What is it?
The 66W is the top of the range dash cam in Garmin's newest range. Along with the basic Gamin Mini dash cam (which we'll be reviewing soon), the new range also includes the 46 and 56 - which is the upgraded version of the Garmin 55.
The range-topping 66W model features an extra-wide 180-degree field of view, 1440p resolution footage, voice control and safety speed camera alerts. The diminutive unit is a neatly designed little thing, but how does it compare to Nextbase's new - and cheaper - top of the range 522GW dash cam? And, more importantly, does the Garmin 66W justify its high price?
What's it like?
We rated the Garmin 55 dash cam very highly, so we had high hopes for the 66W. Fortunately, straight off the bat, the new Garmin model impressed us. Smaller dash cams are much easier to hide behind your mirror, keeping them out of your eyeline and keeping you within the law - which states that it doesn’t intrude more than 40mm into the area covered by the sweep of the wipers. Upon setup, the dash cam asks if it will be mounted on the left, right or centrally on the windscreen.
The camera is charged via USB - which means it can be charged using your car's USB port or you can use the USB-to-12v adapter supplied in the box to plug it in via the 12v socket. In the box, you get two different length USB cables - 4m and 1.5m. The magnetic mount is also a great addition, meaning you can remove the camera quickly and easily to keep it away from prying eyes when you aren't in your car.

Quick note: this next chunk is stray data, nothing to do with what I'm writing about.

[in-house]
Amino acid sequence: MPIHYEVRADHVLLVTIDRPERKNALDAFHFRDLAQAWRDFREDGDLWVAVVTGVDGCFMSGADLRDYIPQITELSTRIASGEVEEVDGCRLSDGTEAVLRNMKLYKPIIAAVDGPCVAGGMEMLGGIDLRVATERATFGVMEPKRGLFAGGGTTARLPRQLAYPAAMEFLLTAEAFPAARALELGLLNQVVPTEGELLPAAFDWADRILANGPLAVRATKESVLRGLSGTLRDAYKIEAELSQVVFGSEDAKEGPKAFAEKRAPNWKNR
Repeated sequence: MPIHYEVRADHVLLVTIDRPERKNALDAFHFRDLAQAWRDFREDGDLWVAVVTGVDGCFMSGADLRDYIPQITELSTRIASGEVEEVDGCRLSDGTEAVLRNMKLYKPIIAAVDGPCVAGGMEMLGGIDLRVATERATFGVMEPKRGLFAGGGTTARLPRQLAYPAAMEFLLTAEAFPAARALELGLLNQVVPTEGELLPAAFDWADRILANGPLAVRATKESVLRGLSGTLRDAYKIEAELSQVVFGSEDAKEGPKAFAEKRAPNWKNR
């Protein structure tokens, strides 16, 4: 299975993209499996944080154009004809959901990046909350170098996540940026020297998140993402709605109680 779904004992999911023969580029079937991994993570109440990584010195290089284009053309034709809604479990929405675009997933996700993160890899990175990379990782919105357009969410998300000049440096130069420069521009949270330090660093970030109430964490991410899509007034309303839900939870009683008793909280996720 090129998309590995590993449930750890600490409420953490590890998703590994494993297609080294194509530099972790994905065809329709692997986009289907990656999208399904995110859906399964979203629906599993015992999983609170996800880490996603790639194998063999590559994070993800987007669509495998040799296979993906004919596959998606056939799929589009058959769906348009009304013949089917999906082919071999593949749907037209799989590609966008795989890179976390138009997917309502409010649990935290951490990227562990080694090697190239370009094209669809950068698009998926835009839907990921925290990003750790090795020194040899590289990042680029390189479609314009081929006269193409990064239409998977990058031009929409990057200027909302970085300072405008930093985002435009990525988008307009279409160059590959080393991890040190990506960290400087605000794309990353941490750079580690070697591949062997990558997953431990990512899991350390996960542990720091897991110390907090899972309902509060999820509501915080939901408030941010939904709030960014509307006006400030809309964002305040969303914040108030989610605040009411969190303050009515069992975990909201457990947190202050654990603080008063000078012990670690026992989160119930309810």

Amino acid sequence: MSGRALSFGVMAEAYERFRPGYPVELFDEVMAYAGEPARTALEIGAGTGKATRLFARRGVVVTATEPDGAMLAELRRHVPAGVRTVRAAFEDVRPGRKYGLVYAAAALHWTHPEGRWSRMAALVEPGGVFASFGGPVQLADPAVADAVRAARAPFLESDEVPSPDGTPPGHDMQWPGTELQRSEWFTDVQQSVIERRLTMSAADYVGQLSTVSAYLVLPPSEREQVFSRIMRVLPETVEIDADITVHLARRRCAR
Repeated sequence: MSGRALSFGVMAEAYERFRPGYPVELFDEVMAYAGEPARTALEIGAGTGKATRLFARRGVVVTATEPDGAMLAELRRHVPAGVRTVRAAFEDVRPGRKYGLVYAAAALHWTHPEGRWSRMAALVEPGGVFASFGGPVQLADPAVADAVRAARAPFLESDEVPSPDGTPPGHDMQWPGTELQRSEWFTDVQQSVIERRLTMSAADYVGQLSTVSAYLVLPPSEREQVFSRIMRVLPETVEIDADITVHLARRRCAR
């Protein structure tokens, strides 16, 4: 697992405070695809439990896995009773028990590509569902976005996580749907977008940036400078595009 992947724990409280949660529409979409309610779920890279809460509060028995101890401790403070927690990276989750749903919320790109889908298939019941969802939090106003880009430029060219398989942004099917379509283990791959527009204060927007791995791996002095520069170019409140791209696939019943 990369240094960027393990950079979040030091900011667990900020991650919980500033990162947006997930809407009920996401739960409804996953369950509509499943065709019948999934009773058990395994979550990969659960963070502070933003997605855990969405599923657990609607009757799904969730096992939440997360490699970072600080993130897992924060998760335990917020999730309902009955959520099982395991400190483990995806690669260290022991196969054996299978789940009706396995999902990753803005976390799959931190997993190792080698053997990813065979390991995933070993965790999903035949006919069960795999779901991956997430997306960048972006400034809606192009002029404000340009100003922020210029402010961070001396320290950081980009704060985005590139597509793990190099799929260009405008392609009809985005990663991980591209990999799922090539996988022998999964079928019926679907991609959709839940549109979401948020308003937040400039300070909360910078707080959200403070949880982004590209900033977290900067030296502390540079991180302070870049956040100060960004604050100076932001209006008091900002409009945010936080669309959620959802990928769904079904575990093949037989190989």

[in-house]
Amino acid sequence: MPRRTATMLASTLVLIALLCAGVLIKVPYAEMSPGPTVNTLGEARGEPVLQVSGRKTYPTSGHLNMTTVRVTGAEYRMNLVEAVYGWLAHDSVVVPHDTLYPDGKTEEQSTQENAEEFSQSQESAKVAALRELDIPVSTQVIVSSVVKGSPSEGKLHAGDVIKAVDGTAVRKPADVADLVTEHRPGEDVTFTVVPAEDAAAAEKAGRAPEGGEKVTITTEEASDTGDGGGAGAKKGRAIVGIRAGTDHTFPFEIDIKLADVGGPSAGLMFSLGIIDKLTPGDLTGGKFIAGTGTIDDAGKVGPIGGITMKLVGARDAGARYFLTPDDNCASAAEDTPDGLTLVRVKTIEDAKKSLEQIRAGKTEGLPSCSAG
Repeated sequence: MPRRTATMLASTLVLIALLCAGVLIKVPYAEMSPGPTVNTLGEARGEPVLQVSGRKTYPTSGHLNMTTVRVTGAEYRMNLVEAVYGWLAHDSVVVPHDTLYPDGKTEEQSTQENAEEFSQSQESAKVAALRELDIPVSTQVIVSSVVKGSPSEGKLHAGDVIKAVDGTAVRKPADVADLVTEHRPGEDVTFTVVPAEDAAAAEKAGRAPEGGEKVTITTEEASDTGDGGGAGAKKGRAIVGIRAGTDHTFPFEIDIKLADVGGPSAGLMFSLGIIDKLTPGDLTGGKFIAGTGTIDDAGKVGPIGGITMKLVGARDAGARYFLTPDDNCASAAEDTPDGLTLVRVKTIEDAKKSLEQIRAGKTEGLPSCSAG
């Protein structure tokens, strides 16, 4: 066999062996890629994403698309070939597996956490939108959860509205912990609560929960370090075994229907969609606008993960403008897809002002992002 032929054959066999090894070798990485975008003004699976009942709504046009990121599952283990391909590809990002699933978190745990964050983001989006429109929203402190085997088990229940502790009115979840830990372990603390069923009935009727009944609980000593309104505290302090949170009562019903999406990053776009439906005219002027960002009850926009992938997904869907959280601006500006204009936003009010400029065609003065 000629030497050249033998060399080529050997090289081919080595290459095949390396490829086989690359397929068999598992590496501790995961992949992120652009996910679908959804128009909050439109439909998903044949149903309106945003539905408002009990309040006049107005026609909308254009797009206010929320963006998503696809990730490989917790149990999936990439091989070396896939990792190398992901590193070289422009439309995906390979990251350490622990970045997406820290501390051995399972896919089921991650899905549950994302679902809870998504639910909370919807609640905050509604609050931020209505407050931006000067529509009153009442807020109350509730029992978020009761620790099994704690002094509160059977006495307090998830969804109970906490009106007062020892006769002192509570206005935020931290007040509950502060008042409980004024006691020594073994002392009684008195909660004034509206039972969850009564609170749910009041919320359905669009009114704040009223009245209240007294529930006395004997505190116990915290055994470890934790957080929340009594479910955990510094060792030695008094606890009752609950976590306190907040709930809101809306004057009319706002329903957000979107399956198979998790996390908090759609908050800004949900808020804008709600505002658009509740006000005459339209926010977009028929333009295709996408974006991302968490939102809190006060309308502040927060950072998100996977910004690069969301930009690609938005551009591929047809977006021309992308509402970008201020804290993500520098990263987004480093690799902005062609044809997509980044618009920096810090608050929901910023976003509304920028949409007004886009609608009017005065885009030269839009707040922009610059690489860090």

While the adhesive mount is very strong and there's no issue attaching it to the windscreen, the mount is very difficult to remove once it's stuck on. So, ensure you know exactly where you want the dash camera to go before you fix the sticky side of the magnetic attachment to your windscreen. With that in mind, the standard Garmin mount isn't ideal if you want to regularly move the dash cam between vehicles. Fortunately, you can buy a suction cup mount from Garmin's website for £12. Or from Amazon, but it costs more.
The Garmin films in various different resolutions, with an impressive 1440p at 30fps (frames per second) High Definition being the highest. At a higher frame rate, the 66W records in 1080p at 60fps - which means the footage will be smoother but lower quality. The camera also films in 1080p @ 30fps HDR and 720p @ 30fps HDR - with Garmin's Clarity HDR increasing detail in low-light situations.
Shooting in lower resolution can save space, so sometimes it's worth lowering the quality if you're on a long drive and don't want the camera to overwrite footage from the start of the journey. Or you could just get a big microSD card, like 64GB. Another plus with this dash cam is the 180-degree wide-angle view. It gives a bit of a fisheye effect but we don't mind that.
Essentially, it means the 66W can capture footage of four lanes at once - which is a good thing if someone swings across a roundabout or crosses multiple lanes on the motorway and hits your car. If you do get into a collision, the dash cam will also automatically save a video if the G-sensor detects an incident.
Like most dash cameras, it records in a continuous loop - so you'll need to save any footage you want to keep or it will be overwritten by new footage. You can also share and save videos to your phone via WiFi using the Garmin Drive smartphone app (which is free and much improved over Garmin's previous VIRB app). The app is pretty limited, only allowing you to browse and download images or videos, but it serves that function well enough.